As a kid, I was a mail hound. I loved getting letters. I had pen pals all over the place, and a good chunk of my allowance went into buying fancy paper so I could write them back and get more mail in return. I still think getting mail is fun. And now that we are in a warm place again, Mom has been on a Postcard Mission.
The girls and I sat down and made a list. Some friends, some family, some school – anyone we thought might smile to get a colourful picture in their mailbox some misty, moisty morning a few weeks from now. Then off to the Tabac.
The shopkeeper stared at our stack of cards. “Vingt-cinq? You want twenty-five cards?”
“Yes. No. Stylish, I forgot someone – go grab another card. Vingt-six, s’il vous plait.”
The kids like writing postcards, but they are curiously shy about giving out any information about what they have been doing. Do they write about our visit to the aquarium? Playing on the beach? Walking through town? Eating baguette? Their favorite new cheese? Playing hide-and-seek on the dock? No. You would think the kids were spies or soldiers behind enemy lines from their reticence. Here is a typical card:
How are you? I miss you. My birthday is in six days! Write soon.
Well, in all fairness, she did mention the one bit of news she cared about.
|Mom, no one wants a postcard talking about our daily beach visits.|
Next job: the post office. We had scrolled off a quick ten cards in the park, so we thought we would buy stamps on the way home.
For you North Americans, a post office isn’t always just a post office. In many countries, the post office is also a bank, mobile phone shop, wi-fi provider, passport photo taker and bill payment center. It is a lot of things to a lot of people. So I wasn’t surprised when we pushed open the door and entered a huge hall with two dozen kiosks and a “take a number” machine.
Stylish – who has an instinct for these things – shot a finger out and pressed the button. “Ohh!” groaned her sister, “I wanted to do that!” A slip of paper whirred out. We were about fifteenth in line. Not bad. The girls roamed around looking at the display cases, our number was called, we bought our stamps, done. Easy peasy.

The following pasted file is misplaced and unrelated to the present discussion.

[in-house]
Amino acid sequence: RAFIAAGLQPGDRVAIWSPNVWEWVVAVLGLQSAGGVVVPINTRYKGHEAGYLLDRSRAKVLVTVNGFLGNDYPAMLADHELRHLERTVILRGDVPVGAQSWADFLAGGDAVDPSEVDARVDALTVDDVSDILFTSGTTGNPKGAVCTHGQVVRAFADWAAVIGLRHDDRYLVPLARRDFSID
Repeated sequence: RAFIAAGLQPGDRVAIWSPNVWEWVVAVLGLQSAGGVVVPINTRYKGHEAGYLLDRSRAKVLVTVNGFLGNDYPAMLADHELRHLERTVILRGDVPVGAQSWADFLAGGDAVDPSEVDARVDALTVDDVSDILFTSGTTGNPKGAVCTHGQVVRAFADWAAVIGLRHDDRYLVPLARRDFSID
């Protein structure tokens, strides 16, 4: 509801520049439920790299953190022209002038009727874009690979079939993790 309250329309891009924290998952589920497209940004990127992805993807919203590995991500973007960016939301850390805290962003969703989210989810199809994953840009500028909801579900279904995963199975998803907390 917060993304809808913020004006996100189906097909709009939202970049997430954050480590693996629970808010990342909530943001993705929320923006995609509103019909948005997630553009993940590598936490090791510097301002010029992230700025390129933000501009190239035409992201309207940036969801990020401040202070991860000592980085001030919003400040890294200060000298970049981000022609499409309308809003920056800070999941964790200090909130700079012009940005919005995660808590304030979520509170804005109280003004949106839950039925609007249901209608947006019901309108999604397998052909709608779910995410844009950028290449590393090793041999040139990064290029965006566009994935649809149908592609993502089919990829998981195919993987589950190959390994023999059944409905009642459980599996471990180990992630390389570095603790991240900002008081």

Yesterday morning I left Erik having a coffee while the girls played with their friends on the dock. “I’ll just pop over to the post office and mail the rest of these,” I said. I arrived, took my number, and looked up at the screen. Ticket 338 – Guichet 05. I checked the number in my hand: 410. Hmm.
No problem – I’ve done this before. People inevitably get tired of waiting and, rather than toss their number in the trash, they leave it on the number machine. I quickly traded down to 395. Yes. perfectly reasonable. So I propped up an empty bit of wall.
I renewed my passport back in the spring. The line was shorter than this. The hall was swarming with people. After twenty minutes I managed to snag a seat near Guichet 3. I played with the baby next to me and waited. I read all of the signs and practiced my French and waited. I wondered why I had broken my cardinal rule of: “Always take a book,” and waited.
My ticket had a date stamp of 10:23. At 11:08, my number came up. I hurried over to Guichet 11.
“Good morning. I’d like to mail some postcards; I need sixteen international stamps.”
The woman shook her head and said something in rapid French.
I frowned. That couldn’t be right. “I’m sorry, I don’t speak French very well. Could you please repeat that?”
“It is Tuesday. You shouldn’t have a ticket. You have to go to Special No-Ticket Guichet 14 to buy stamps today.” Her look told me that everyone in the universe knew this except me.
“Could I buy stamps from you?” Like I did last time? I thought.
“No. Guichet 14.”
Rats. Caught by Special No-Ticket Stamp Guichet Tuesday. I walked the ten paces to Guichet 14. There was one man ahead of me. I had my stamps and was back on the street in less than three minutes.
And as I laughed my way down the street, I remembered: there is always a rule you don’t know.
|I’ll just fly those cards home on my kite.|
This article was syndicated from Sailing Papillon